Pajarita

The day of Pajarita’s liberation came without commotion.

 An ordinary day full of worries and wishes;

an itchy day of discontent but with enough music to make it bearable.

She had been walking forever; she looked at her dusty feet, then her wings.

Her wings were a burden;

 they gave her a false sense of pride. “Such pretty feathers.” 

 She made them fan and she peeked demurely through their silver shadows. 

“Who am I kidding?” She said to herself, disgusted and weary from hope.

 “These things are useless.”

She came to a place where one road became two.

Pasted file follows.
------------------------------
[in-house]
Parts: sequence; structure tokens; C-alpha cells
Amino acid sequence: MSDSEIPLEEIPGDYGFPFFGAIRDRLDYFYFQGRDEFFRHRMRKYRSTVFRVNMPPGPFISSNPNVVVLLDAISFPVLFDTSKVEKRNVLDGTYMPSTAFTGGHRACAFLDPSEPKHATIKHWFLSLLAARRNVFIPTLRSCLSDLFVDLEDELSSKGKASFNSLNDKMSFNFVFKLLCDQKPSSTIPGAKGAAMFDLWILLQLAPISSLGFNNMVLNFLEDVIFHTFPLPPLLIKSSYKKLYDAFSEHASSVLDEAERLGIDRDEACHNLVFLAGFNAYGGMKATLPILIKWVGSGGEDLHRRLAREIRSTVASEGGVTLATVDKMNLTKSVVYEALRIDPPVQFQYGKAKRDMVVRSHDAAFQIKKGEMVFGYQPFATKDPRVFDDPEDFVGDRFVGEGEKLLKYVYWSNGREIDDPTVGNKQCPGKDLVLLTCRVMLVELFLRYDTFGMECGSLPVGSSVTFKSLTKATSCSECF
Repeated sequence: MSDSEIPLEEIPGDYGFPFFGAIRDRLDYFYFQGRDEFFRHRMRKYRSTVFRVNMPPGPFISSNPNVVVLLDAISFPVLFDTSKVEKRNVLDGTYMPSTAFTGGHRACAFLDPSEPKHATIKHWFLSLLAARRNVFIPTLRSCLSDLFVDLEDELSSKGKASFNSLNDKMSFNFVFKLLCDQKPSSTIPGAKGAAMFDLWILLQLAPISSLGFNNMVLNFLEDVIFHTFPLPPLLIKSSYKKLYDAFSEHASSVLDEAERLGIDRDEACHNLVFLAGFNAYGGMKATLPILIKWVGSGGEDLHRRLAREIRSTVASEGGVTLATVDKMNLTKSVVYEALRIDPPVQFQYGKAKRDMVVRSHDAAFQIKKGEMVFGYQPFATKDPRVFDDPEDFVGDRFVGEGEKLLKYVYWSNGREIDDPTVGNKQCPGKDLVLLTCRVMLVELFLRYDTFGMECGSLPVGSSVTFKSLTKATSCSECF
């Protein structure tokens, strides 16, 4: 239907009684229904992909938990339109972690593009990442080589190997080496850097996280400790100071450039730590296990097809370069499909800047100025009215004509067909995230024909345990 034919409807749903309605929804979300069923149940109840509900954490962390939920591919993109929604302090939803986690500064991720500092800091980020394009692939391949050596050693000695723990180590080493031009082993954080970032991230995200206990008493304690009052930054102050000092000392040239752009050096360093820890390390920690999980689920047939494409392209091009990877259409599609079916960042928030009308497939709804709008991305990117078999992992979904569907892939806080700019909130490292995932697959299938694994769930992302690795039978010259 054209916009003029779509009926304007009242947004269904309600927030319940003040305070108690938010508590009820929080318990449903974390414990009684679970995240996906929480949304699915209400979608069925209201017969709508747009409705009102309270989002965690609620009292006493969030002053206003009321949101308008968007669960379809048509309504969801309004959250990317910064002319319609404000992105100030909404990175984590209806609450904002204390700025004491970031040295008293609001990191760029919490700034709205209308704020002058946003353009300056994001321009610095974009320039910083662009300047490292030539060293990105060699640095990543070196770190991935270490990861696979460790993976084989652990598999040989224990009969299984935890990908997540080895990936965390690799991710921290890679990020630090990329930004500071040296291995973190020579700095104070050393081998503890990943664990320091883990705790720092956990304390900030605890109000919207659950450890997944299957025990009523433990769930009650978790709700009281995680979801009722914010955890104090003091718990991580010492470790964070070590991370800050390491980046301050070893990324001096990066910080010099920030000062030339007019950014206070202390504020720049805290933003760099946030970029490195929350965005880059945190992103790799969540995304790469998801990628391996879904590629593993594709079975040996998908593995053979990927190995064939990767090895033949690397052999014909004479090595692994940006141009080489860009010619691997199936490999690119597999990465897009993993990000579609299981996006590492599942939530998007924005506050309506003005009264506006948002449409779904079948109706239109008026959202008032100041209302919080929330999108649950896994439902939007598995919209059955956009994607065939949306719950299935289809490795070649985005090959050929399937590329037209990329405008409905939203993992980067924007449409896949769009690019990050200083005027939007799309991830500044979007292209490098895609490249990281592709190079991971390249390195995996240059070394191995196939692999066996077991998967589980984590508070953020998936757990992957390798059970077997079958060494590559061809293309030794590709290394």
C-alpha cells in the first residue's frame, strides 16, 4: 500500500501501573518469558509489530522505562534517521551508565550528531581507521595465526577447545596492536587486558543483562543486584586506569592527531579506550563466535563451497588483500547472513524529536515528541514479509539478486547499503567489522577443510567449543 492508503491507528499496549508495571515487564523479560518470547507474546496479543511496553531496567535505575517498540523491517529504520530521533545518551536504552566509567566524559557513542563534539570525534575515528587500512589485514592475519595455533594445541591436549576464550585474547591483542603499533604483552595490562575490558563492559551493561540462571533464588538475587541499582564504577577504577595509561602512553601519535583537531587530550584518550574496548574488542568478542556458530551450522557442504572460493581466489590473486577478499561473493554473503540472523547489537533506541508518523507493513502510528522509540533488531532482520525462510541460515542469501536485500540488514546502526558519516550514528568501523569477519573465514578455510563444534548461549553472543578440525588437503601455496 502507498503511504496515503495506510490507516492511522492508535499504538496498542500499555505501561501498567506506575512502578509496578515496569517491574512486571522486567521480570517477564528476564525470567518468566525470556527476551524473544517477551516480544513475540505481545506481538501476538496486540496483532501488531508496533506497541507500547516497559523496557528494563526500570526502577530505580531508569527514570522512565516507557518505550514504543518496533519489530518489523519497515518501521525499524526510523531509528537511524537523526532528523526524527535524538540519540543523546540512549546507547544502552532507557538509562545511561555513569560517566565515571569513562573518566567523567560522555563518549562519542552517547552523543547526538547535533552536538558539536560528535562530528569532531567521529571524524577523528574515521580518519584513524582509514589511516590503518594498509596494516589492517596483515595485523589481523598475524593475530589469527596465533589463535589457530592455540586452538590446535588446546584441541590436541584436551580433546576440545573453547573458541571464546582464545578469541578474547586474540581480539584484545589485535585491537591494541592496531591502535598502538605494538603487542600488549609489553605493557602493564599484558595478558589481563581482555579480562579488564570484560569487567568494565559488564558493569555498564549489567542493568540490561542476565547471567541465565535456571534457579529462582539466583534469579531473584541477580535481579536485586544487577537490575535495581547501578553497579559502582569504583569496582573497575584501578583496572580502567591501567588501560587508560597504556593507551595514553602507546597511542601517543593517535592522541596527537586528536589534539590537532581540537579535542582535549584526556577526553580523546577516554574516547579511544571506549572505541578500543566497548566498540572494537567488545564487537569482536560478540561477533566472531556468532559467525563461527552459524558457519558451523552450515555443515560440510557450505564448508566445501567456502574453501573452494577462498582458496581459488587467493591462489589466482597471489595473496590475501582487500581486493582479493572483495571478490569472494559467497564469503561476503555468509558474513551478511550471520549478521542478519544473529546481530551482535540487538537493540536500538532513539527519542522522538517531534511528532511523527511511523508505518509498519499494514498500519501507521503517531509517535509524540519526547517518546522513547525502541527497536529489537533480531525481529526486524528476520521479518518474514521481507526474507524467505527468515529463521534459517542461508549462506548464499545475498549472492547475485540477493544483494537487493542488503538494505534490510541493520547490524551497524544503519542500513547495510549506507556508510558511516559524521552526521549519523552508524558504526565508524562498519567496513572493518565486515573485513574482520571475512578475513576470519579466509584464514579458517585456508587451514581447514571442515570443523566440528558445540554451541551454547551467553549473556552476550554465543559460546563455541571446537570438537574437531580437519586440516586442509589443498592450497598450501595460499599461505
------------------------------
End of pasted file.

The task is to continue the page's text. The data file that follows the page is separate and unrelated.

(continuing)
Both had crooked houses colored pink, turquoise, adobe.

 Both had bright white shirts and patched pants that flapped 

and chattered in the crisp language of clothes on the line.

 A  breeze threw its purple shadows here and there,

sympathetic shade, offering the only comfort it could.

Pajarita marked the road she was on with a little stone 

A peacock screamed and day was separated from night;

evening was as soft as silk. 

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